In any case, big vs small, strong vs weak, fast vs slow, the outcome is generally inevitable or even predictable: the favoured stands the tallest, the impossible remains unreachable, and the Giant crushes the frail. Pretty standard.
When something puts you into a vulnerable state, when it creates emotion, you can feel the “real” of it all, you can see clearly the meaning, or the purpose. When you question whether or not a task is possible…that if you’re even capable, you’re brought to a place of choice – do or do not. But what I think I’ve come to realize, is that when you make your choice… You need to make that choice with a full heart, for the right reasons, and then commit your every effort to see it through…to success or failure. You see, the point is not to be fixated on “I will succeed”, but rather, “I’m giving everything I’ve got to the ‘finish line’ “, and from there, the rest is noise, no matter the outcome.
Sitting with my feet up on a rock, 2ft from the lake, camping at my favourite “spring getaway”, my thoughts have finally slowed down; finally allowing for reflection. For the last 9 months life has been ultra fast paced, giving no room for any sort of “down time”. Every spring I plan a trip to a climbing area called Skaha, one of Canada’s most popular climbing destinations. The best part: the camping…10ft from a beautiful lake, and climbing with no stress…just fun…with fun people. So relaxing, so peaceful. So perfect. For me…relaxing is darn near impossible. Always on the go, always something to do – training, traveling, climbing, family stuff. There’s no time for down time…are you kidding me? Except for now, this moment, as I write what’s been compiling in my head for the past 9 months. Yeah, this moment is what I’ve been longing for: sun in face, feet up, lawn chair, and beer in the cup holder. Perfect, so let’s begin.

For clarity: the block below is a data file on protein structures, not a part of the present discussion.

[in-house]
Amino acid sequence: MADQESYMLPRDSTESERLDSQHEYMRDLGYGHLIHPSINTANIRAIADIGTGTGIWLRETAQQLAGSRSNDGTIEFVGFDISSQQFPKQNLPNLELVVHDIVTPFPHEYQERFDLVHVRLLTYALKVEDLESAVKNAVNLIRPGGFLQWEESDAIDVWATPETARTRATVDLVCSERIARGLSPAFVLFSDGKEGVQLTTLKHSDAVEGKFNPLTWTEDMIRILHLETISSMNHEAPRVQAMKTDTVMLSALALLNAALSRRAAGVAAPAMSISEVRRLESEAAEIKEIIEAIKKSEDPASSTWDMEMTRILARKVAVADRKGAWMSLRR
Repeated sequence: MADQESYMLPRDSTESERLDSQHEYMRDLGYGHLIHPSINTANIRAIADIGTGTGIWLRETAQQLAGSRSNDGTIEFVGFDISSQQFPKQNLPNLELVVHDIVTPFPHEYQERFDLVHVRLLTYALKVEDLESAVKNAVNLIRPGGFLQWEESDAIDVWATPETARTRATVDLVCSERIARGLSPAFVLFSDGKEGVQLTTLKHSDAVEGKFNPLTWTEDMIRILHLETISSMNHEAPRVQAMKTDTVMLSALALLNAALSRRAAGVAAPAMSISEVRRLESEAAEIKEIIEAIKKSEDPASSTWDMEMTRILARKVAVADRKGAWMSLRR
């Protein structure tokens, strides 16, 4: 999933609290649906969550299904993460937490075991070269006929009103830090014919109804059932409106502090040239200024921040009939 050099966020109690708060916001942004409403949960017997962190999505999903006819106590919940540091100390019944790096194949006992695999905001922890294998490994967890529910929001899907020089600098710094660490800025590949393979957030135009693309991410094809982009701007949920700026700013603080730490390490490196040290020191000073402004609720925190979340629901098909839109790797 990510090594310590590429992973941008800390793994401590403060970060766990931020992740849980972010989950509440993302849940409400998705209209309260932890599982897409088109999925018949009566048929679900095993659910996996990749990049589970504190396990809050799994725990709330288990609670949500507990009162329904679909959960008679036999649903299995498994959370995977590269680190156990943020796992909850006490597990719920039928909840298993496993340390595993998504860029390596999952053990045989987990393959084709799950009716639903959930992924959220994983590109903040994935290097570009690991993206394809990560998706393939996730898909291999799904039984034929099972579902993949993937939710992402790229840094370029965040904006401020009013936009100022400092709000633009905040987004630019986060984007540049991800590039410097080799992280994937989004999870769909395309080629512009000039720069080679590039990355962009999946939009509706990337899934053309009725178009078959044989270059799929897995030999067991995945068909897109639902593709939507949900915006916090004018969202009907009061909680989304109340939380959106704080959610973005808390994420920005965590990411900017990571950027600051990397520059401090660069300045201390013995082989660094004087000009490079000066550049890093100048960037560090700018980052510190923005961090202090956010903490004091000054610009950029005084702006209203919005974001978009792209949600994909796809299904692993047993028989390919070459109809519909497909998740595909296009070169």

Hanging on the end of the rope, swinging back and forth, spinning around and getting dizzy, it became apparent…this route was harder than I anticipated. I knew, when putting it up that it was going to be some sort of “next level” for me, but I didn’t expect this, I didn’t expect to get shut down so quickly. I’ve had some success on hard routes, and so I figured…maybe this would be within reach…in a reasonable amount of time. Nope nope nope. Time after time I would try, and time after time I’d fall. Frustration, anger, disappointment, all the emotions colliding at once. Enter the slippery slope of discouragement.